Here is an article by Heather MacDonald raging against Regietheater, the new wave of German opera productions.
The article is a riff on a single production of The Abduction from the Seraglio in Berlin but generalizes the idea out to all European opera. I've been to a few European operas in the last few years and haven't seen anything even remotely that bad. The fashion show instead of a production for Manon Lescaut in Vienna was just silly. The singers went on with the opera even though they were irrelevant to the action.
Giant headed natives in L'Anima del Filisofo in Zurich was the worst, I guess.
The term Regietheater is German because the phenomenon is primarily German. In the mid seventies when I worked in Germany this style of opera production was already well under way. When Pamela Rosenberg brought it with her from Stuttgart, all hell broke loose.
Mortier from Paris has been hired to take over the New York City Opera, and it is reasonable to expect some outrageous productions, but he is also proposing to present a lot of twentieth century opera, a medium that may reasonably expect to include modern productions without doing any damage to the works themselves. Would we stay awake longer for an outrageous production of Einstein on the Beach? Will we love Nixon after an outrageous production of Nixon in China? Will we boycott Saint Francis if it is insufficiently pious?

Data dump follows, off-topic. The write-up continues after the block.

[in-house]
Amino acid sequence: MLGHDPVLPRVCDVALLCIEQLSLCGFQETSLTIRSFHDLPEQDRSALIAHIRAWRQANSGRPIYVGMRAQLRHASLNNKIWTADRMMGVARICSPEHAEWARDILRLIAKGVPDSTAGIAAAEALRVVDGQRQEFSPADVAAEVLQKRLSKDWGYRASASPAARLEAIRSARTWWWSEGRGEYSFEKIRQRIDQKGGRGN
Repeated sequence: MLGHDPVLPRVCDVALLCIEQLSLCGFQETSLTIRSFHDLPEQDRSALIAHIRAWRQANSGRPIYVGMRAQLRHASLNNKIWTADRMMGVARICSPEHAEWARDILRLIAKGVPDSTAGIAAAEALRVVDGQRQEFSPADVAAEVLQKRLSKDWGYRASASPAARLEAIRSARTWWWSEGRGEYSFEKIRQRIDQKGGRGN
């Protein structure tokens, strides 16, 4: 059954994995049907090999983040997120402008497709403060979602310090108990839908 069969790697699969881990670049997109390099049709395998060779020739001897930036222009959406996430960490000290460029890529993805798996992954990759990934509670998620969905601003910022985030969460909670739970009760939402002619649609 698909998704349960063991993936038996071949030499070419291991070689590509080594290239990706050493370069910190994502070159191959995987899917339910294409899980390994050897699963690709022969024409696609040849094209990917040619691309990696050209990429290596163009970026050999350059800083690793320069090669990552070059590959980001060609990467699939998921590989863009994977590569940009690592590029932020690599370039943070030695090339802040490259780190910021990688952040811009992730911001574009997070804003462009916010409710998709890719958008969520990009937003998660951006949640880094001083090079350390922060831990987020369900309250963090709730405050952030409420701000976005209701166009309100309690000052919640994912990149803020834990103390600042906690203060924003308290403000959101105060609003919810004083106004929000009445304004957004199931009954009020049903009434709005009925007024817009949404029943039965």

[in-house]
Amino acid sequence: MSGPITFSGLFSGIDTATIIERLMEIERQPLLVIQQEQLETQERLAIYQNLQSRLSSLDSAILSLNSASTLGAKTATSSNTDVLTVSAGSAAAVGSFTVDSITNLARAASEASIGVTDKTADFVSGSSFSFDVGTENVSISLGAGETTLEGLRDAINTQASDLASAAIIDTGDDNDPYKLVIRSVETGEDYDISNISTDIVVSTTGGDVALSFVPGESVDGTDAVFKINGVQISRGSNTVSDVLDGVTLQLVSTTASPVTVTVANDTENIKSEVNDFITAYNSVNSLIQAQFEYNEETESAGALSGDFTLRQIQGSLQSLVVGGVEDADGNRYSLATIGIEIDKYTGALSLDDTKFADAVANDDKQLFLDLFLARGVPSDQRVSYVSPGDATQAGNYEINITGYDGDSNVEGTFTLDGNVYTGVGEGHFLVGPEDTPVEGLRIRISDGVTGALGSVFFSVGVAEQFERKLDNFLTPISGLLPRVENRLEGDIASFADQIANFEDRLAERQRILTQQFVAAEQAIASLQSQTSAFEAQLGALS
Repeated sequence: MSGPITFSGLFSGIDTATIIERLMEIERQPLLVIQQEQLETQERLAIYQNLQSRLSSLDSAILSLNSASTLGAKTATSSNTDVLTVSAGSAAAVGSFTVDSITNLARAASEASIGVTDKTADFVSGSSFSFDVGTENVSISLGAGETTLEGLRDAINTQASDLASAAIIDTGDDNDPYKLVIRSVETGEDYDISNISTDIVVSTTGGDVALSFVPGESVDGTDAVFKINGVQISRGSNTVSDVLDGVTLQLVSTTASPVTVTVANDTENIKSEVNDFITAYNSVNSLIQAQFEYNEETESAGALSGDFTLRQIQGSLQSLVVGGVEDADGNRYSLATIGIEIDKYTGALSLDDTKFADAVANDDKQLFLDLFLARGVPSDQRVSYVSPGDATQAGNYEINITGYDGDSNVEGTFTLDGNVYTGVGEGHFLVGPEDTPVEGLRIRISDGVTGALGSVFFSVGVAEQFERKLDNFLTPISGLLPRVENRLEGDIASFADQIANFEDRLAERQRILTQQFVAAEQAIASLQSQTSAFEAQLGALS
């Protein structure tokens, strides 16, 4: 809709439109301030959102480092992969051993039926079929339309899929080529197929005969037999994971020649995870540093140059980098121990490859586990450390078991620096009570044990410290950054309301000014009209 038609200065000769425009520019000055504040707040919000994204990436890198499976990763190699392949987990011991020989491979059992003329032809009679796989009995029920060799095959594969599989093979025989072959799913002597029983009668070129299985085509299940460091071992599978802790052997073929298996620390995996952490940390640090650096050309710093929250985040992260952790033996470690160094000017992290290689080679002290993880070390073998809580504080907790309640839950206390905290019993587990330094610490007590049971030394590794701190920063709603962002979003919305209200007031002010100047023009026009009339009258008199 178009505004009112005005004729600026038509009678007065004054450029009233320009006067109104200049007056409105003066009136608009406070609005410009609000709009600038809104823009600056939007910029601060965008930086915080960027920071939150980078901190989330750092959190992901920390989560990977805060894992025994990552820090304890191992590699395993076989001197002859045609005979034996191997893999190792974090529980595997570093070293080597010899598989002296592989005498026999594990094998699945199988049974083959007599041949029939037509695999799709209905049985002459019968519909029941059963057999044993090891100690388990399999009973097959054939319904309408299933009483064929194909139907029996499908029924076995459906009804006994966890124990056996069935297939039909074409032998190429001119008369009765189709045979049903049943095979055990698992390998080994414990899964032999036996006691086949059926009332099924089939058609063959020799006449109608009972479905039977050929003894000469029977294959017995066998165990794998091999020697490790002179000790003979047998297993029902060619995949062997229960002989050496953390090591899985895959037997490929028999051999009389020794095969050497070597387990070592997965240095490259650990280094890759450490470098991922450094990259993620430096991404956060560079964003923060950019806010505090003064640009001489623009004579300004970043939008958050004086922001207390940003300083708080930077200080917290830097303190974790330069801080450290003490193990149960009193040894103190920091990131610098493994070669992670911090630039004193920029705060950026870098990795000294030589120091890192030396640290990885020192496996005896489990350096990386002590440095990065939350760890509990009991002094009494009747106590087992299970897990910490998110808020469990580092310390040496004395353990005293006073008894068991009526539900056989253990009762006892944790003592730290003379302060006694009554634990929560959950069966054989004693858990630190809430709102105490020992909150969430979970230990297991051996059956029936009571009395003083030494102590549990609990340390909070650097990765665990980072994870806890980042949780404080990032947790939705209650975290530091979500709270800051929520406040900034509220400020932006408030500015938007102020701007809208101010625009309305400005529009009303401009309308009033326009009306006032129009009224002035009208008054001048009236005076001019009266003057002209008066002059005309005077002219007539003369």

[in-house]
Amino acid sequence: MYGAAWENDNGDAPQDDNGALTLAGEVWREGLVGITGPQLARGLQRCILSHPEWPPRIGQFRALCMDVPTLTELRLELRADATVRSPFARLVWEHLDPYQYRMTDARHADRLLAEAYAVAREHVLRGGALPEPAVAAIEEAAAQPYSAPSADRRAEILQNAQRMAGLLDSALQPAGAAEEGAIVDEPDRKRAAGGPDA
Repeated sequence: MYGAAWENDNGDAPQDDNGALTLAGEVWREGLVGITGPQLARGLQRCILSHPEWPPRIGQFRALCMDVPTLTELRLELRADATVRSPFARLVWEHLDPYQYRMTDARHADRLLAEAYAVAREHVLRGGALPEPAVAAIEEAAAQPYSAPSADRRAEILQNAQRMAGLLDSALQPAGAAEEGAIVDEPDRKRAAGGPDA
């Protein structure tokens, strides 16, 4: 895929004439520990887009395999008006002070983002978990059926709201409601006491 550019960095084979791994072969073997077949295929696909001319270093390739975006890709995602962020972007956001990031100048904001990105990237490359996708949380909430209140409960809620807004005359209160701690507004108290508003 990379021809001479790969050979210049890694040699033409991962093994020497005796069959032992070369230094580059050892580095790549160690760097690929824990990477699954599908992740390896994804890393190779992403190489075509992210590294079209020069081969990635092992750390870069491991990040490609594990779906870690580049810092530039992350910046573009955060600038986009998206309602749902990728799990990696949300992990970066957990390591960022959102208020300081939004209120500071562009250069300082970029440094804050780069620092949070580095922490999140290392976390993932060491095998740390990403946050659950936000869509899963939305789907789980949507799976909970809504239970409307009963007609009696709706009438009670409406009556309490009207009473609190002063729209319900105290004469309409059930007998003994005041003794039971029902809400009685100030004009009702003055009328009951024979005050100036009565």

The problem with avant garde is that eventually there is no more barrier to overturn. Like the art show on sexuality that must fall back on films from sex clinics to achieve the ultimate outrage, the limit is eventually reached and people get bored. On the other hand, people don't really get bored with sex, do they?
The Europeans coming to American may need to be reminded that we're a lot more prudish here. We still beep Gordon Ramsey, whose every third word starts with "f", when his show runs on American television.